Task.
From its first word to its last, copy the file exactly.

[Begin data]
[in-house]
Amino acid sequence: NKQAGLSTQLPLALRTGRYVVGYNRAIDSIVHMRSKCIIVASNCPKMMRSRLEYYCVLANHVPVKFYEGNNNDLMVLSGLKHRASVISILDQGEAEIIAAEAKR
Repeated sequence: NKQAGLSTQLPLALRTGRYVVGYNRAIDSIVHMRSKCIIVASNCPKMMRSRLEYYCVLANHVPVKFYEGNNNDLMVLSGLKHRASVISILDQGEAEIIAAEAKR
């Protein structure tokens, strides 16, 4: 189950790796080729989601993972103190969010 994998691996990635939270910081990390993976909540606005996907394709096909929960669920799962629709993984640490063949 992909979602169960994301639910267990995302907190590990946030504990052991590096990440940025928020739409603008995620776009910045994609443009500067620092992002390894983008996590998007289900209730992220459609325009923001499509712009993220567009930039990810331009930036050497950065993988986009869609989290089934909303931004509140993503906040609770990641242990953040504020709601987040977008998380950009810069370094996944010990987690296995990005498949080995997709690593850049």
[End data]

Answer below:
[in-house]
Amino acid sequence: NKQAGLSTQLPLALRTGRYVVGYNRAIDSIVHMRSKCIIVASNCPKMMRSRLEYYCVLANHVPVKFYEGNNNDLMVLSGLKHRASVISILDQGEAEIIAAEAKR
Repeated sequence: NKQAGLSTQLPLALRTGRYVVGYNRAIDSIVHMRSKCIIVASNCPKMMRSRLEYYCVLANHVPVKFYEGNNNDLMVLSGLKHRASVISILDQGEAEIIAAEAKR
């Protein structure tokens, strides 16, 4: 189950790796080729989601993972103190969010 994998691996990635939270910081990390993976909540606005996907394709096909929960669920799962629709993984640490063949 992909979602169960994301639910267990995302907190590990946030504990052991590096990440940025928020739409603008995620776009910045994609443009500067620092992002390894983008996590998007289900209730992220459609325009923001499509712009993220567009930039990810331009930036050497950065993988986009869609989290089934909303931004509140993503906040609770990641242990953040504020709601987040977008998380950009810069370094996944010990987690296995990005498949080995997709690593850049």